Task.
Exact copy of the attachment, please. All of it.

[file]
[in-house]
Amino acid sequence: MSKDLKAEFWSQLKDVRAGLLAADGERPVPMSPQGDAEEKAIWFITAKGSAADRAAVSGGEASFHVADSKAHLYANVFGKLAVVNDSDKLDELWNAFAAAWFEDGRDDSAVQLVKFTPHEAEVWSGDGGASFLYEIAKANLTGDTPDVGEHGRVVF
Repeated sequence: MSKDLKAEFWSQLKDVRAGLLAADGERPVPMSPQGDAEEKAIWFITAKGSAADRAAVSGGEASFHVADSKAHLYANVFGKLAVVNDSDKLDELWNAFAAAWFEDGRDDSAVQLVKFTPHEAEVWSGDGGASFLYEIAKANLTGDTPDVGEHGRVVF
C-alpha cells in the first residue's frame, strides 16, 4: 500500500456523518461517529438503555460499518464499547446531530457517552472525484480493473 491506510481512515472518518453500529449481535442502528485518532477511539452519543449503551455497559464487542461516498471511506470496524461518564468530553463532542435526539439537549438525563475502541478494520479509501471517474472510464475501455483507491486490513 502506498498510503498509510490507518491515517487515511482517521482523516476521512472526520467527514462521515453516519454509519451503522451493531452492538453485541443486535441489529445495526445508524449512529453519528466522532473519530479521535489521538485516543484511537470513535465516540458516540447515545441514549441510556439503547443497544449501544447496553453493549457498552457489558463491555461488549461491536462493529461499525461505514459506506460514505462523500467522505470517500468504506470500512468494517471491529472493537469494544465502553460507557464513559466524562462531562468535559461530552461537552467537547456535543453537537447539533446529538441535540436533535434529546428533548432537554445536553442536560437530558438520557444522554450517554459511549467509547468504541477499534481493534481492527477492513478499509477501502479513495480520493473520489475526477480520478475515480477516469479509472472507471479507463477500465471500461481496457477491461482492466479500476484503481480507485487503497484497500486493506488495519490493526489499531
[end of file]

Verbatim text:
[in-house]
Amino acid sequence: MSKDLKAEFWSQLKDVRAGLLAADGERPVPMSPQGDAEEKAIWFITAKGSAADRAAVSGGEASFHVADSKAHLYANVFGKLAVVNDSDKLDELWNAFAAAWFEDGRDDSAVQLVKFTPHEAEVWSGDGGASFLYEIAKANLTGDTPDVGEHGRVVF
Repeated sequence: MSKDLKAEFWSQLKDVRAGLLAADGERPVPMSPQGDAEEKAIWFITAKGSAADRAAVSGGEASFHVADSKAHLYANVFGKLAVVNDSDKLDELWNAFAAAWFEDGRDDSAVQLVKFTPHEAEVWSGDGGASFLYEIAKANLTGDTPDVGEHGRVVF
C-alpha cells in the first residue's frame, strides 16, 4: 500500500456523518461517529438503555460499518464499547446531530457517552472525484480493473 491506510481512515472518518453500529449481535442502528485518532477511539452519543449503551455497559464487542461516498471511506470496524461518564468530553463532542435526539439537549438525563475502541478494520479509501471517474472510464475501455483507491486490513 502506498498510503498509510490507518491515517487515511482517521482523516476521512472526520467527514462521515453516519454509519451503522451493531452492538453485541443486535441489529445495526445508524449512529453519528466522532473519530479521535489521538485516543484511537470513535465516540458516540447515545441514549441510556439503547443497544449501544447496553453493549457498552457489558463491555461488549461491536462493529461499525461505514459506506460514505462523500467522505470517500468504506470500512468494517471491529472493537469494544465502553460507557464513559466524562462531562468535559461530552461537552467537547456535543453537537447539533446529538441535540436533535434529546428533548432537554445536553442536560437530558438520557444522554450517554459511549467509547468504541477499534481493534481492527477492513478499509477501502479513495480520493473520489475526477480520478475515480477516469479509472472507471479507463477500465471500461481496457477491461482492466479500476484503481480507485487503497484497500486493506488495519490493526489499531